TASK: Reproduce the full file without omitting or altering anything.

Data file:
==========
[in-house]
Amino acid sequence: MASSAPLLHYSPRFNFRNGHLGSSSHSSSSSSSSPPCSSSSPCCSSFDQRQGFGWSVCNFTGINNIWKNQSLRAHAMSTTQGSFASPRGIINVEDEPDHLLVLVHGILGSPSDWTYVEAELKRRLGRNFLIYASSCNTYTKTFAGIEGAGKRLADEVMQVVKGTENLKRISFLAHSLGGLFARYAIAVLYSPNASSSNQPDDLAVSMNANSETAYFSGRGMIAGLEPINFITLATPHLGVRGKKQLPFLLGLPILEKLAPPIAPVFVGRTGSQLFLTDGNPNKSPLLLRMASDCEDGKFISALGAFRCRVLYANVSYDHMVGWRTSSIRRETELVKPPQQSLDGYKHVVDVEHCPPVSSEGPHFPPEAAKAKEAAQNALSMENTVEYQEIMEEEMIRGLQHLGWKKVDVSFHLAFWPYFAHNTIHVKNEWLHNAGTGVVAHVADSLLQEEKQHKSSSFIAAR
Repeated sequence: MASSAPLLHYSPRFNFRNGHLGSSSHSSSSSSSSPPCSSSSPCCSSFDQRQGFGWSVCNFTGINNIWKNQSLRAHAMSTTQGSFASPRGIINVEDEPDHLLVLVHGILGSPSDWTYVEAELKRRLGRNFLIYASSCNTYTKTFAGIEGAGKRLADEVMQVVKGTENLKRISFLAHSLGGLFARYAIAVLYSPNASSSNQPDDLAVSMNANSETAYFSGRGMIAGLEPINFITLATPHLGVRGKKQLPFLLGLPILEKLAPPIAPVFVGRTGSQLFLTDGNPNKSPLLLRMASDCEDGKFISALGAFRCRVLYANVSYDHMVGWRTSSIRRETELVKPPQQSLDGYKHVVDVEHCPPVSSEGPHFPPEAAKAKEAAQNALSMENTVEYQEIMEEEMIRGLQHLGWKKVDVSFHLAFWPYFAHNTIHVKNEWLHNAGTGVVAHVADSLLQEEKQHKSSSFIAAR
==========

[in-house]
Amino acid sequence: MASSAPLLHYSPRFNFRNGHLGSSSHSSSSSSSSPPCSSSSPCCSSFDQRQGFGWSVCNFTGINNIWKNQSLRAHAMSTTQGSFASPRGIINVEDEPDHLLVLVHGILGSPSDWTYVEAELKRRLGRNFLIYASSCNTYTKTFAGIEGAGKRLADEVMQVVKGTENLKRISFLAHSLGGLFARYAIAVLYSPNASSSNQPDDLAVSMNANSETAYFSGRGMIAGLEPINFITLATPHLGVRGKKQLPFLLGLPILEKLAPPIAPVFVGRTGSQLFLTDGNPNKSPLLLRMASDCEDGKFISALGAFRCRVLYANVSYDHMVGWRTSSIRRETELVKPPQQSLDGYKHVVDVEHCPPVSSEGPHFPPEAAKAKEAAQNALSMENTVEYQEIMEEEMIRGLQHLGWKKVDVSFHLAFWPYFAHNTIHVKNEWLHNAGTGVVAHVADSLLQEEKQHKSSSFIAAR
Repeated sequence: MASSAPLLHYSPRFNFRNGHLGSSSHSSSSSSSSPPCSSSSPCCSSFDQRQGFGWSVCNFTGINNIWKNQSLRAHAMSTTQGSFASPRGIINVEDEPDHLLVLVHGILGSPSDWTYVEAELKRRLGRNFLIYASSCNTYTKTFAGIEGAGKRLADEVMQVVKGTENLKRISFLAHSLGGLFARYAIAVLYSPNASSSNQPDDLAVSMNANSETAYFSGRGMIAGLEPINFITLATPHLGVRGKKQLPFLLGLPILEKLAPPIAPVFVGRTGSQLFLTDGNPNKSPLLLRMASDCEDGKFISALGAFRCRVLYANVSYDHMVGWRTSSIRRETELVKPPQQSLDGYKHVVDVEHCPPVSSEGPHFPPEAAKAKEAAQNALSMENTVEYQEIMEEEMIRGLQHLGWKKVDVSFHLAFWPYFAHNTIHVKNEWLHNAGTGVVAHVADSLLQEEKQHKSSSFIAAR